"How shall we comfort ourselves, the murderers of all murderers? What was holiest and mightiest of all that the world has yet owned has bled to death under our knives: who will wipe this blood off us? What water is there for us to clean ourselves? What festivals of atonement, what sacred games shall we have to invent? Is not the greatness of this deed too great for us? Must we ourselves not become gods simply to appear worthy of it? There has never been a greater deed; and whoever is born after us — for the sake of this deed he will belong to a higher history than all history hitherto."

Here the madman fell silent and looked again at his listeners; and they, too, were silent and stared at him in astonishment. At last he threw his lantern on the ground, and it broke into pieces and went out. “I have come too early,” he said then; “my time is not yet. This tremendous event is still on its way, still wandering; it has not yet reached the ears of men. Lightning and thunder require time; the light of the stars requires time; deeds, though done, still require time to be seen and heard. This deed is still more distant from them than most distant stars — and yet they have done it themselves.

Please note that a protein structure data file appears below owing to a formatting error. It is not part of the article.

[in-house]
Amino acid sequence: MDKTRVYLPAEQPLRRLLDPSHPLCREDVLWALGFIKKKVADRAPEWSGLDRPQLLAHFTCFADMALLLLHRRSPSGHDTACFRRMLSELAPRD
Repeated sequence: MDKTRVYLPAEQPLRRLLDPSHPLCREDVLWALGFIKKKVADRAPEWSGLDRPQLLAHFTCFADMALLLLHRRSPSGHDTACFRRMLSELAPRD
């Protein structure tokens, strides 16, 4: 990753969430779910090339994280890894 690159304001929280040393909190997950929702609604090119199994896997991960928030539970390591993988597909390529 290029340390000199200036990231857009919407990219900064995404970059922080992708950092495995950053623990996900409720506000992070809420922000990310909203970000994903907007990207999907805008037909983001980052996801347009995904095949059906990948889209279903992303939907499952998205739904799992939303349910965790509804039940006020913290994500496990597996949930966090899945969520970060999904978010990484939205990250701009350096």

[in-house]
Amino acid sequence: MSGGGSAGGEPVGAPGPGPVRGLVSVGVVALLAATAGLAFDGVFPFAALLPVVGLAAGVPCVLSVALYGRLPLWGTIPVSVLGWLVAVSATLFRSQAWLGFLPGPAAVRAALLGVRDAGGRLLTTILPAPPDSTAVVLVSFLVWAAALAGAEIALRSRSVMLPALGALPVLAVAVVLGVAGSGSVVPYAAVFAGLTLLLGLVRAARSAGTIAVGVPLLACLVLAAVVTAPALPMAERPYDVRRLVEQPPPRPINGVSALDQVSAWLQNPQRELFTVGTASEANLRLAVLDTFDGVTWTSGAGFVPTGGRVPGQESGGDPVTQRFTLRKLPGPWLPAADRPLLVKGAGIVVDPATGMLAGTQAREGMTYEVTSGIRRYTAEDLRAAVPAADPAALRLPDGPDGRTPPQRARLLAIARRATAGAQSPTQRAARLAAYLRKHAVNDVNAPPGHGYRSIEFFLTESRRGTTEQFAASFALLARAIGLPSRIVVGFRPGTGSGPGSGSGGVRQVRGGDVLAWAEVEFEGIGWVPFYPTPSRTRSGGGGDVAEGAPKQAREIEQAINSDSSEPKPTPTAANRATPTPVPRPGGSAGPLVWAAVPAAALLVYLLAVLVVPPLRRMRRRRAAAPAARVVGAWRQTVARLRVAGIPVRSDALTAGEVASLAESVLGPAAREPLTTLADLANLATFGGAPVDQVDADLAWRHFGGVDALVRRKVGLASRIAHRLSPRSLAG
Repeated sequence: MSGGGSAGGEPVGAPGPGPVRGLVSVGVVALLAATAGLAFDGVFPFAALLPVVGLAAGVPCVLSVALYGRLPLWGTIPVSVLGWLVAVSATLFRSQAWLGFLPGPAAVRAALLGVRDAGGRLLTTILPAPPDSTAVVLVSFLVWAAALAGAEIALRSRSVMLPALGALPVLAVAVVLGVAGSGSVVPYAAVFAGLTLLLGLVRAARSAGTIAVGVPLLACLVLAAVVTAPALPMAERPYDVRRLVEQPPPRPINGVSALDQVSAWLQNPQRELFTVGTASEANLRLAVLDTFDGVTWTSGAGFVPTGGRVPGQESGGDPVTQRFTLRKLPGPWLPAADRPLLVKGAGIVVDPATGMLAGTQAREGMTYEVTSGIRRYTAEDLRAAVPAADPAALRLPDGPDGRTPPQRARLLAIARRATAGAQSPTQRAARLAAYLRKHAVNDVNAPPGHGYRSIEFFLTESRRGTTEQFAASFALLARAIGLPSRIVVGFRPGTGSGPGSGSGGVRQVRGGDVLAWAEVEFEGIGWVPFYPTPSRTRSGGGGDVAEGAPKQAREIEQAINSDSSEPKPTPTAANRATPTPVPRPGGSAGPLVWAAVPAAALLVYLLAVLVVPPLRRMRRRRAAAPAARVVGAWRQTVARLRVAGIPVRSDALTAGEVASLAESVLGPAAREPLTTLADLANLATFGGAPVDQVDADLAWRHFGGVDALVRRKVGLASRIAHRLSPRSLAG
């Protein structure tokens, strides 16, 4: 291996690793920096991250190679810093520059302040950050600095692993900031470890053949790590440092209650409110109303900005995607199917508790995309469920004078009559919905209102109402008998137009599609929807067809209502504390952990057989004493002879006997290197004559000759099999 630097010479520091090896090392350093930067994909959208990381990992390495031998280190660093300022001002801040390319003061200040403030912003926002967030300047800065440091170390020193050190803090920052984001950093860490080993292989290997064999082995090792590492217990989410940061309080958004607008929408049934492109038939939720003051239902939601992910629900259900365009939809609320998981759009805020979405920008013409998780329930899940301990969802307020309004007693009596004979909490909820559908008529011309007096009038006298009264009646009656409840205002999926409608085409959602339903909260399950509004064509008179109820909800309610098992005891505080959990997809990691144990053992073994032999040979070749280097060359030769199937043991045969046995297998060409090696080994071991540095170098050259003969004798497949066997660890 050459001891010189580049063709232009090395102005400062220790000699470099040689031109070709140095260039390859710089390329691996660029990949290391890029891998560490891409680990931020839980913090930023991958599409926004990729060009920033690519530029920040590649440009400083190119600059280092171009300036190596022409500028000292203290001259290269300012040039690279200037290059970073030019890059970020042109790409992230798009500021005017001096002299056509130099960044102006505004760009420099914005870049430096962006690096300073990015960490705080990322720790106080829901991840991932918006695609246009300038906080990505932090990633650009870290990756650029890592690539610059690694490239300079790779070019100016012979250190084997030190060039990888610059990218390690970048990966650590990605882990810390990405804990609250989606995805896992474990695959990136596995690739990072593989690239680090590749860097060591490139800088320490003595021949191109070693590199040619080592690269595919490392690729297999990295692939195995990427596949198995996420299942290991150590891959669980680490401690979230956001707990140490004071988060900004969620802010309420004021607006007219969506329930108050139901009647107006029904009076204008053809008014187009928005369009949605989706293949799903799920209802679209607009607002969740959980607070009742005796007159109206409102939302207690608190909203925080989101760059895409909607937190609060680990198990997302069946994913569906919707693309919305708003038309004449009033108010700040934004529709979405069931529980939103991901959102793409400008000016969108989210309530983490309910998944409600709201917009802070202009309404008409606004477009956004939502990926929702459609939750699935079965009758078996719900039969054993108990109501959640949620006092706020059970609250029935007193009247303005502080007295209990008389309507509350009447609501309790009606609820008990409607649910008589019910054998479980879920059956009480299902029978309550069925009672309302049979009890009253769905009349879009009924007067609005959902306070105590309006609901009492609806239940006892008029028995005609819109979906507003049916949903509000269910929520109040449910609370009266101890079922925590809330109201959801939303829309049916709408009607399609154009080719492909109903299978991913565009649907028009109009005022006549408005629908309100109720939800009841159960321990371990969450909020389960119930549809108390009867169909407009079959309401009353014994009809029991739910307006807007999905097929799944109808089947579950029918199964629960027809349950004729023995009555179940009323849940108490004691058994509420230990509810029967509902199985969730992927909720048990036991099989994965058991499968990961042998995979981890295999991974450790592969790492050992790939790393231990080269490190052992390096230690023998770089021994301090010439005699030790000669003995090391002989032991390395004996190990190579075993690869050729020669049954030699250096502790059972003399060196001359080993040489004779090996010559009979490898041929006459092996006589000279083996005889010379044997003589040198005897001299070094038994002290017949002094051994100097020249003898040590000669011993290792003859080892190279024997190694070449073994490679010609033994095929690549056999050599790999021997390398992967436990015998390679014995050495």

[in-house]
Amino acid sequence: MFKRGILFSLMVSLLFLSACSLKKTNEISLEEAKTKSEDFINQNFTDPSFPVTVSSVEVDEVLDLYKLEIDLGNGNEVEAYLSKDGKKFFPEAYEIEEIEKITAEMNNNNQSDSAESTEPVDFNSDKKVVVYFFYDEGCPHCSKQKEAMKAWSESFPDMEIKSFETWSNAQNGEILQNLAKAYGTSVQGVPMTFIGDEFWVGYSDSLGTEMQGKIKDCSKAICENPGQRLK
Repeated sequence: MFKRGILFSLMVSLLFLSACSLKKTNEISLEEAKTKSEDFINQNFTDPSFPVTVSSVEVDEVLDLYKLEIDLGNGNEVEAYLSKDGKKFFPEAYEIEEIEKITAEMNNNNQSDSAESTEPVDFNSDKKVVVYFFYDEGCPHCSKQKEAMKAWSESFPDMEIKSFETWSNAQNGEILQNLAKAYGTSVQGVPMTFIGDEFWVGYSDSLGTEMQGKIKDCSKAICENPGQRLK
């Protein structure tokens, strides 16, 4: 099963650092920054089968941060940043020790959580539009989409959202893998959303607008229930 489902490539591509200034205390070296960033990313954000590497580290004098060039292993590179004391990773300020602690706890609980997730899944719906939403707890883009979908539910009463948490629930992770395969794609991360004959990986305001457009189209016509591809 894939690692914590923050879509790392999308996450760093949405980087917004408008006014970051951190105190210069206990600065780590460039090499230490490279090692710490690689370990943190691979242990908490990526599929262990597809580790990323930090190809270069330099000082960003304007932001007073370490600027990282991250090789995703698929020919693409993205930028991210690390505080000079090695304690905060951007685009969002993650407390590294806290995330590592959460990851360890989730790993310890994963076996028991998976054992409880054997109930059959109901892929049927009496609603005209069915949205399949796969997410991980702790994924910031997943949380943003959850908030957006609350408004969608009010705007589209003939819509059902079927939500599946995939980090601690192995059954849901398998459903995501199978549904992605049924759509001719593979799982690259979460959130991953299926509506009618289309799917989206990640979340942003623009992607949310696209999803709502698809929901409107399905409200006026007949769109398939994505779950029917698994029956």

It has been related further that on the same day the madman forced his way into several churches and there struck up his requiem aeternam deo. Led out and called to account, he is said always to have replied nothing but: “What after all are these churches now if they are not the tombs and sepulchers of God?

Parable of the Madman, Friedrich Nietzsche (1882)

(Source: whenyouarenothing)

(via shamefullyinspired)

I knew, sitting there, that I might be a real nihilist, that it wasn’t always just a hip pose. That I drifted and quit because nothing meant anything, no one choice was really better. That I was, in a way, too free, or that this kind of freedom wasn’t actually real — I was free to choose ‘whatever’ because it didn’t really matter. But that this, too, was because of something I chose — I had somehow chosen to have nothing matter. It all felt much less abstract than it sounds to try to explain it. All this was happening while I was just sitting there, spinning the ball. The point was that, through making this choice, I didn’t matter, either. I didn’t stand for anything. If I wanted to matter — even just to myself — I would have to be less free, by deciding to choose in some kind of definite way. Even if it was nothing more than an act of will.
David Foster Wallace, The Pale King (via malinian)

(Source: viola-goes-to-hollywood, via ethoslogos-pathos)